I submitted an abstract to a journal that is on the predatory list of publishers. It has been accepted within hours, but I only now learned that publishing there involves fees and that the journal is on the predatory list. What can I do to protect my chapter? I have not sent the full manuscript as yet.
Money is the great motivator for predatory journals. If you write and tell them that:
- You do not wish them to publish your abstract
- You will not be paying them anything
- You will not be sending them the manuscript
then it is very unlikely that they will publish even the abstract. The only reason for doing so would be so that they could pretend that you owe them money.
Since they won't have the manuscript, they will be unable to publish that part of your work even if they wanted to.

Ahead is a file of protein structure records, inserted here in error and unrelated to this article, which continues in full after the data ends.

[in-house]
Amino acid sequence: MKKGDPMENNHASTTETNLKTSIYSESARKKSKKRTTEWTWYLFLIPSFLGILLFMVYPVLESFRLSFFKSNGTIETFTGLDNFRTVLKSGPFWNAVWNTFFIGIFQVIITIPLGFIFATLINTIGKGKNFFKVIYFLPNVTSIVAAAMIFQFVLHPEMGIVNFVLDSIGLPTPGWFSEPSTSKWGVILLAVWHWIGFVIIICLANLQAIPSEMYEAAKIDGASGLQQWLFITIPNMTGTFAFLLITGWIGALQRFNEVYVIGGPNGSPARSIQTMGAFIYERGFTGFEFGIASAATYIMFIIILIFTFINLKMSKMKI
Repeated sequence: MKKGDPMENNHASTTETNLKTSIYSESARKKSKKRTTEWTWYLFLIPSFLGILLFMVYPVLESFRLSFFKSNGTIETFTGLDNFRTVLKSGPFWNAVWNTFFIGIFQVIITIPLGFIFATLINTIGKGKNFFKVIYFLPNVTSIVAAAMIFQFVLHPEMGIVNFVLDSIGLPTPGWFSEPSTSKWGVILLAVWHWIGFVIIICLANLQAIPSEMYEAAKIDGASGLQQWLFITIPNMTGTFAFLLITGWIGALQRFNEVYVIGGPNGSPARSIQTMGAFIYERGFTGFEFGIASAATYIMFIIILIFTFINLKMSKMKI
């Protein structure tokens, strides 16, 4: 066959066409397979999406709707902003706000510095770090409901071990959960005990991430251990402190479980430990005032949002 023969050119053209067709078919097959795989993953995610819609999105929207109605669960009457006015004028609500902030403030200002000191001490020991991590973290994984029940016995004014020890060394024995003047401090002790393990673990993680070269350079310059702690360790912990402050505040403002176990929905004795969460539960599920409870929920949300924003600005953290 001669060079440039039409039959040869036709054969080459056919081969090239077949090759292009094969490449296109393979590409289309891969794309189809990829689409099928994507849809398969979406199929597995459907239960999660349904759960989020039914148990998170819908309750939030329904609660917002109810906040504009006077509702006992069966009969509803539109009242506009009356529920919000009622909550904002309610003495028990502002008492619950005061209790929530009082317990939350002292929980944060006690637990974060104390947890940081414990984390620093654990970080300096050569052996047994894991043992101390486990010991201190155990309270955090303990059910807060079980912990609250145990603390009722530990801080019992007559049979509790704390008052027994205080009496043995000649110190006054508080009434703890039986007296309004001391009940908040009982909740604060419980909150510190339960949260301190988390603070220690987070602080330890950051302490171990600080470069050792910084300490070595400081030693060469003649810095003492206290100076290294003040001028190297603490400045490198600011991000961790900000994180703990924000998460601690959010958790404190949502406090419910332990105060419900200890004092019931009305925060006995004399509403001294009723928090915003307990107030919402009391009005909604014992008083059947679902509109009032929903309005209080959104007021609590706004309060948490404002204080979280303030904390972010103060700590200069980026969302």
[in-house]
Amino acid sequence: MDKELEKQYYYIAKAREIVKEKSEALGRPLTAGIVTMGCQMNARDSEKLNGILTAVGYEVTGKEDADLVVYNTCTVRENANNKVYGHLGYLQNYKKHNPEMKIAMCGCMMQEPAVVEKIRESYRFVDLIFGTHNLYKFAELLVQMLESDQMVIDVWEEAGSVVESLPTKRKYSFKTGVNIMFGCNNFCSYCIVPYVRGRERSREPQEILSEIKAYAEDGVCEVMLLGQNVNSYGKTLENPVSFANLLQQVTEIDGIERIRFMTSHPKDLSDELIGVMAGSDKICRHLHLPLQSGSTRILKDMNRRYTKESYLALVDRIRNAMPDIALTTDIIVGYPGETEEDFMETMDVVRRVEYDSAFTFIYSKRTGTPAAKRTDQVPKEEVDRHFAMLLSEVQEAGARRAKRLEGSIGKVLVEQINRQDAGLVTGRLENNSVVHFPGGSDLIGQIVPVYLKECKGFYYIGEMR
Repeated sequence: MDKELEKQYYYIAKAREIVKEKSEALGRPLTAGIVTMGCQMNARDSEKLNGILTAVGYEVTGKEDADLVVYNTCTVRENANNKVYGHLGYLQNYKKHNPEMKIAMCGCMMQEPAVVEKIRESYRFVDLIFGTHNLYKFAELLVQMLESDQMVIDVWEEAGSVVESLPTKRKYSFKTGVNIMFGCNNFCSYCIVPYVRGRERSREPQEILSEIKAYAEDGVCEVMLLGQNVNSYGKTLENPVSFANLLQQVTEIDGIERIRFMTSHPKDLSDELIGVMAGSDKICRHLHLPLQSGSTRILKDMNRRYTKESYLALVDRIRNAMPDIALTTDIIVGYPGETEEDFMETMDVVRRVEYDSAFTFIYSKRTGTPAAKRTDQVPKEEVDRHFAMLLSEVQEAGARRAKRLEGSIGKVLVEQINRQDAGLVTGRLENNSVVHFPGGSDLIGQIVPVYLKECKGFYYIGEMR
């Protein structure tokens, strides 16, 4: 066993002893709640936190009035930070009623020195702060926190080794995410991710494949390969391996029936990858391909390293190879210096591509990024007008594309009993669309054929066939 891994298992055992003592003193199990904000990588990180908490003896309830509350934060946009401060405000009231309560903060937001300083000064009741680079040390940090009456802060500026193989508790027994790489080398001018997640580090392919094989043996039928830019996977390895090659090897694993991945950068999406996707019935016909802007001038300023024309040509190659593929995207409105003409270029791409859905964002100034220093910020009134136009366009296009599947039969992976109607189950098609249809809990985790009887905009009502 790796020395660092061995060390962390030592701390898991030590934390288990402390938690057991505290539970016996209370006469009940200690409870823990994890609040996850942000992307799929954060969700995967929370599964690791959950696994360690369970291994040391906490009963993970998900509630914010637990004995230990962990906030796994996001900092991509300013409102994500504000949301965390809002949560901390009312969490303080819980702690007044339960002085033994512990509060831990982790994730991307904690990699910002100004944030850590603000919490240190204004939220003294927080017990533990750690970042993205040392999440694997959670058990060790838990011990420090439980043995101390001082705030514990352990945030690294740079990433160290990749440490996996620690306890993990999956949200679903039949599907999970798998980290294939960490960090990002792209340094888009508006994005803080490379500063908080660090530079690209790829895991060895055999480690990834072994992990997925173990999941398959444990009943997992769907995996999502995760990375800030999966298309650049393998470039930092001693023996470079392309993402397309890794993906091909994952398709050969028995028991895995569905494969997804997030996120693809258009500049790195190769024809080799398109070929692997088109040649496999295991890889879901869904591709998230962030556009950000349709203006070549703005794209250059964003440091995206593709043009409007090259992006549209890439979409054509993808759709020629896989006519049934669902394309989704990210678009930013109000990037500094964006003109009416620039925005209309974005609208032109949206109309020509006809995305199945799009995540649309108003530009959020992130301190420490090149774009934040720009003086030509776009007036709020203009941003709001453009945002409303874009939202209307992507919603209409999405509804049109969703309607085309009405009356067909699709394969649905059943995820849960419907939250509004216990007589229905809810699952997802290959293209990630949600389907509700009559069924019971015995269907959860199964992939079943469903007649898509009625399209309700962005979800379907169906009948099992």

Usually with journal publication there is some kind of publication agreement, and until there has been a publication agreement between author and journal, the author may withdraw the paper. The obvious way to proceed here is to let the journal know that you have decided to withdraw the paper, and then don't send them the manuscript. (Make sure to be polite in your correspondence; you have previously started a publication process with them, so it is appropriate to be polite and cordial in now withdrawing your submission.) If they don't have the actual manuscript then this substantially limits their ability to proceed, and if you don't yet have any contractually binding publication agreement with them, then they would have little recourse. Depending on the ethics of this particular predatory journal, at worst they might publish your abstract without an article, but that won't really help them or harm you much.